One option is to pick a slightly cheaper venue for your wedding, before taking a honeymoon trip-within-a-trip with your partner to a more expensive place nearby. That would be the best of both worlds!
Cut the Guest List Down & Offer to Help
If even once you change your venue, guests can’t attend, you’re not out of options. But these options are going to require more compromise.
Your first potential choice is to cut down the guest list to a more manageable size. You can then offer to help pay the way of the most important guests: family members, wedding party members, and anybody you’re particularly close to. This will represent a significant cost to you, but there may be no other way to get your loved ones to your destination wedding.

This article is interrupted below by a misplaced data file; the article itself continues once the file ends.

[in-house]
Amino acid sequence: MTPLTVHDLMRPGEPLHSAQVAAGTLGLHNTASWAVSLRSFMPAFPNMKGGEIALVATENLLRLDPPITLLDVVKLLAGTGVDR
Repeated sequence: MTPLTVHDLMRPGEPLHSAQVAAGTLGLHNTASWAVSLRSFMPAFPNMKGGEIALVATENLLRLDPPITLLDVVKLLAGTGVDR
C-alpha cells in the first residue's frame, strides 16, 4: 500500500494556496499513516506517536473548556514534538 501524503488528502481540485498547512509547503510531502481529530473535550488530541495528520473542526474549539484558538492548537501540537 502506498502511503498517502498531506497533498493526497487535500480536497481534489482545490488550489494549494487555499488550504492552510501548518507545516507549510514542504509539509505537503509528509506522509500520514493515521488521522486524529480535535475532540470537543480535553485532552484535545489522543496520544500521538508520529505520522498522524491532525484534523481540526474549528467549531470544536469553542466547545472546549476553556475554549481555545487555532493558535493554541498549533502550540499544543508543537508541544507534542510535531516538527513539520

Failing that, you may have to scotch the idea of heading abroad to tie the knot. It’s not unreasonable to have a destination wedding and expect people to pay to get there, but it is unrealistic to expect that everybody can. That doesn’t mean you have to have a conventional wedding, though you can still get married at a destination of sorts, on a beach on the south coast, for example, or in a beautiful woodland setting.